Your Resume Tells a Story

What does yours say about you?

Does your resume simply relate the basics – where you’ve worked and what you were responsible for? That’s not the story recruiters, HR professionals, and hiring managers want to read.

What they want to read is the “brand” story that underlies and drives your career achievements to date:


  • Why you do the work you choose to do.
  • What motivates you do your best.
  • The unique features of your career path to date.
  • The difference you’ve made in each of your positions – the legacy you’ve left behind.
  • The traits, skills, credentials, and experience that set you apart from other candidates.

These are the elements you resume must showcase. Of course, your resume is not only a career storytelling tool – it’s a sales tool, too, so it also has to promote you while laying the groundwork for your interview performance and salary negotiations. And, when you consider how little time a human will spend reading your resume (a whopping 25-30 seconds max), you’ll soon realize this document has to convey all of details succinctly and artfully.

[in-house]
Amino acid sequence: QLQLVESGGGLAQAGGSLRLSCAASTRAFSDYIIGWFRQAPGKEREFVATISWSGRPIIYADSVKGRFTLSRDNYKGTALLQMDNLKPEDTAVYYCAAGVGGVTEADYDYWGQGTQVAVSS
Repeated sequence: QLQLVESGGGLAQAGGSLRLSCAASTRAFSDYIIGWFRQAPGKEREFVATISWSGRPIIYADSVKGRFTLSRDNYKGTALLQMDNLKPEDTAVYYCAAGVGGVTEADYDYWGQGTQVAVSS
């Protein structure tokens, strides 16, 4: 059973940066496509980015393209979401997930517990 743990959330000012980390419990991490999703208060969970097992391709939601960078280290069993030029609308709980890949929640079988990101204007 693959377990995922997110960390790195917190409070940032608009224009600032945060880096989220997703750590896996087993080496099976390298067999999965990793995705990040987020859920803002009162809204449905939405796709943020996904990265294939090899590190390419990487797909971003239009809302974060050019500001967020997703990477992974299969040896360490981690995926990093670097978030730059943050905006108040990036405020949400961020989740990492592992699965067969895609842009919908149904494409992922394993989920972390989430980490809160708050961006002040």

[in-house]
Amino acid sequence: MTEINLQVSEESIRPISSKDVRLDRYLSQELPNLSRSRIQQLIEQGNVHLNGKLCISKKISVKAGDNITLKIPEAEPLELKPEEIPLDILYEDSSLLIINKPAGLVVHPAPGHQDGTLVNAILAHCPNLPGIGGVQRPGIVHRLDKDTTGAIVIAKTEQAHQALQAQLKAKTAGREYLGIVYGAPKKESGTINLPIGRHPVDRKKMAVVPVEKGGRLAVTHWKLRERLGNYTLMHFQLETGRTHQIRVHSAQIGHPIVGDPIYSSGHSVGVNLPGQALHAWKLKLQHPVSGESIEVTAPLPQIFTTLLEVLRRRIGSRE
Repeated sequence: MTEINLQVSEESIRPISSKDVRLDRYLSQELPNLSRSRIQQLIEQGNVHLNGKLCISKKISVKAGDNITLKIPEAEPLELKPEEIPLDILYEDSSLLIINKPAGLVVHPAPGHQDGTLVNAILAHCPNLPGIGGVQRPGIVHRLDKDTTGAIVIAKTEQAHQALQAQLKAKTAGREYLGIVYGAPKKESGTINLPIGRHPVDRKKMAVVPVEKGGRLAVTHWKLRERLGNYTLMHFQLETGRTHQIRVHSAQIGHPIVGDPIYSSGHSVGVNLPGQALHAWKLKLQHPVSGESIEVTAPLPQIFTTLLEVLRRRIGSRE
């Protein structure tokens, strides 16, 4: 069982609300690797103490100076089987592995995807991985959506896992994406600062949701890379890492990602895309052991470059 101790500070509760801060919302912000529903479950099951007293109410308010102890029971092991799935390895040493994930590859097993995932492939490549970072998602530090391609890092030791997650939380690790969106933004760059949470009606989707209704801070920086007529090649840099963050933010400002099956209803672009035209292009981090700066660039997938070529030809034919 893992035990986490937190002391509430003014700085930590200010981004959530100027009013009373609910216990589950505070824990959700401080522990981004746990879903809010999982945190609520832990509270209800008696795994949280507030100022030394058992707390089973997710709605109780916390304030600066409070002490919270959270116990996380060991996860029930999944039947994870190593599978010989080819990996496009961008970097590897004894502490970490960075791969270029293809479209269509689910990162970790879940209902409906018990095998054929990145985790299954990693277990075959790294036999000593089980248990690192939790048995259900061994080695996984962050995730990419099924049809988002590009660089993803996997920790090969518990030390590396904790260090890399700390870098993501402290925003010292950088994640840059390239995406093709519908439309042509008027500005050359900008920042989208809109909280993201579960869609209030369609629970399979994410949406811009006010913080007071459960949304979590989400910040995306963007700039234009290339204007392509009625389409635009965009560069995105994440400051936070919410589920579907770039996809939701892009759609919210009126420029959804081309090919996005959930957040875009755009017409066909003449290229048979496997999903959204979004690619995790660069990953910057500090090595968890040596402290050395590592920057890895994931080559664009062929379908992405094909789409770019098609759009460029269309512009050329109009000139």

But there’s more. Your resume also has to survive analysis by applicant tracking systems – the databases employers rely on to screen incoming documents. This screening process is designed to quickly sort candidates based on the key word, experience, and credential benchmarks set by the hiring manager. If you’ve been applying for jobs on job boards, at recruiter sites, or on company websites and getting few, if any, interviews, then your resume is consistently failing this screening process.

It’s time to take action. It’s time to tell your story.

About Cheryl Lynch Simpson

Cheryl is a Career, Job Search & LinkedIn Coach and Master Resume Writer. She has helped clients in >35 industries on 6 continents and has earned 24 global resume writing nominations and awards.